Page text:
The main beach at Apollo Bay faces east and is completely exposed to the wind waves and rough seas brought by easterly and south-easterly winds. The waves erode the beach and dunes up to and sometimes above the high water mark and the wind moves huge amounts of sand. Once the wind gets above around 25 knots the bay becomes a potentially dangerous place for swimmers, entirely unattractive to surfers and a magnet for kite surfers who revel in the 25-30 knot winds.
In strong easterly conditions there is a lot of water moving around creating rips and side sweeps and general movement of water in often unpredictable directions. An ocean swimmer could stay afloat and swim in these conditions but would most likely encounter currents quite different to those normally experienced in the bay which could make it very difficult or impossible to return to shore before becoming exhausted or hypothermic.
So far this week at Apollo Bay the wind has been blowing non-stop day and night from the east at 25-30 knots, gusting higher at times. Monday had some sunny breaks, but on Tuesday we only saw cloud and cold winds. The forecast is for the winds to moderate and stay from the east or south-east until at least the end of the week.
Any water person in the area shown the photos below without being told anything about when they were taken could immediately identify the conditions as easterly. They are very distinctive compared to the conditions when the wind is from anywhere between the NW around through W to S.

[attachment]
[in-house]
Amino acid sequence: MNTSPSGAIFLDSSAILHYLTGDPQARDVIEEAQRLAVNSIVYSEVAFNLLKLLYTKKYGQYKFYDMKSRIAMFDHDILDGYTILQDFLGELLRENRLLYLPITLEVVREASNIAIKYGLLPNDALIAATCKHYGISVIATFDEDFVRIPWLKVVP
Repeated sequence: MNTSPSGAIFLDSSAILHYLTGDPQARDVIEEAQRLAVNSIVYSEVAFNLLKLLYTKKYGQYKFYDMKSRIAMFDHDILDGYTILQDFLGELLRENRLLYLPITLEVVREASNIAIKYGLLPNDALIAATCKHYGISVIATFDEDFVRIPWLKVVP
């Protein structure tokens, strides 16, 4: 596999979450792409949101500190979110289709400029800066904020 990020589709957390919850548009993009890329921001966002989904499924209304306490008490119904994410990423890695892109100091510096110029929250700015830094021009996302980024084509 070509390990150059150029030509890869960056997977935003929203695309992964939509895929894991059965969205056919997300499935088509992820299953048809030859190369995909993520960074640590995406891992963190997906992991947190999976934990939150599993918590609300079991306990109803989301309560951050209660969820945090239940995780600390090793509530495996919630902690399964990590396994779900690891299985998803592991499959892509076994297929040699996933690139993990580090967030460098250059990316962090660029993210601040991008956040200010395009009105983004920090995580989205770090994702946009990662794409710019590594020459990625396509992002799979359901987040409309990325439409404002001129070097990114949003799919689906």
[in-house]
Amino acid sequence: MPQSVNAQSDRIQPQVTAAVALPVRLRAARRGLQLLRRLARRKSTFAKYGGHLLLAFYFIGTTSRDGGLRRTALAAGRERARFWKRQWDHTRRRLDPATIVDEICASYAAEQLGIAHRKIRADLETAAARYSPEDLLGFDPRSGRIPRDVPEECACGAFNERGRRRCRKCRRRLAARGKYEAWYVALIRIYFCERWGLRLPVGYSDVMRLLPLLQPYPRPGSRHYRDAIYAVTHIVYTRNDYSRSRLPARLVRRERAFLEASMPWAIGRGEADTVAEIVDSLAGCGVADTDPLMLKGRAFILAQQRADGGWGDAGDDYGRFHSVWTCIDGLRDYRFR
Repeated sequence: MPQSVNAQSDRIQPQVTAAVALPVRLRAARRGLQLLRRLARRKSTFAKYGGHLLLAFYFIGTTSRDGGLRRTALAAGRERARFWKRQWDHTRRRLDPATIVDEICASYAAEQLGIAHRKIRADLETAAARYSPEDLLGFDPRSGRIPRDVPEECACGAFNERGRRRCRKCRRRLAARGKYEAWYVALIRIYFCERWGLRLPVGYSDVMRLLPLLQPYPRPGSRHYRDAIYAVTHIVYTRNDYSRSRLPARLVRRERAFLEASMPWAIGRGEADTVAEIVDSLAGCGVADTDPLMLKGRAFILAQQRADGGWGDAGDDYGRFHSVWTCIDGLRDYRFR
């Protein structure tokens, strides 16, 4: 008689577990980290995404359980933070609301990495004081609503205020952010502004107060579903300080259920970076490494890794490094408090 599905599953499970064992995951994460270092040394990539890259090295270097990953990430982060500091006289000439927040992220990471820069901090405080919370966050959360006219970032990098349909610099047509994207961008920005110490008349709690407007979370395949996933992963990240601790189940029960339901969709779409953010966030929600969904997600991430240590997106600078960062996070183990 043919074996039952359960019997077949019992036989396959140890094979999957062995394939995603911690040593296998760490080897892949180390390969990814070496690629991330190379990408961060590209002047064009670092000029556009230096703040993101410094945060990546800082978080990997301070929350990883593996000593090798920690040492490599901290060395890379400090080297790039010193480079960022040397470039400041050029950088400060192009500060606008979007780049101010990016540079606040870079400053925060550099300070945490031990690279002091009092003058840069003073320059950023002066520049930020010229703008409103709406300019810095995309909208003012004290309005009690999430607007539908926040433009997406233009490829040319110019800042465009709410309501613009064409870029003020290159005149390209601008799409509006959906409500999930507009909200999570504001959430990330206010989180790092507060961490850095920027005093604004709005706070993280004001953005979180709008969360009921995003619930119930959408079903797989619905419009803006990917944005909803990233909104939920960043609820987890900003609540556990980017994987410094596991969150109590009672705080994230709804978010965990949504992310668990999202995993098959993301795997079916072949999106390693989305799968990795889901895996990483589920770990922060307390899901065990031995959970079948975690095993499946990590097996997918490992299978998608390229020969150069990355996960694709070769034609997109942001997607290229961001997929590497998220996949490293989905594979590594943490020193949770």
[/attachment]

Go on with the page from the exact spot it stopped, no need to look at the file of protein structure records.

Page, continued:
I live in Apollo Bay and start most days with an ocean swim. I don’t swim in the open bay in strong easterly conditions, but fortunately the local harbour provides protected waters which are an ideal plan B. These photos capture something of the easterly sea conditions, as well as the contrasting harbour waters in which I have continued my daily swims during the otherwise unswimmable easterly conditions so far this week.
First day of easterlies
Day two of the easterlies
Harbour swim on day three of the easterlies
The easterly by day three had eased a little and was closer to 20 than 30 knots. The open seas were still white and rough. The inviting glassy clear water inside the harbour was the spot to swim today. Eight of us swam in the harbour this morning instead of the usual locations of Apollo Bay (and sometimes Marengo). Of course, warming up over coffee and a chat followed.
5 thoughts on “Wild Easterly Seas at Apollo Bay”
Love the stories about the “easterlies” what wild and woolly weather you had. Hardly knew it was windy here in North Fitzroy except for a the few dead branches that blew off our trees, saved Tom having to prune!
LikeLiked by 1 person
Thanks for your comments Sue. Pleased to hear the winds in Melbourne saved Tom some pruning.
Great seeing the photos and read your stories on the easterlies. As we’ve experienced, when the Easterlies are blowing hard it’s more enjoyable experiencing from the shore with plan B being a swim in harbour. Looking forward to visiting again. Cheers
LikeLiked by 1 person
Thanks for the encouraging feedback on the photos and captions Mike. I’m guessing that after all those months of house arrest in Melbourne you’d be pleased to have an ocean swim at AB even in strong easterly conditions! I hope you and Nadine can get down here in November for a decent stay, and hopefully a long ocean swim in clear green water with a light offshore wind and glassy swell rolling in at dawn.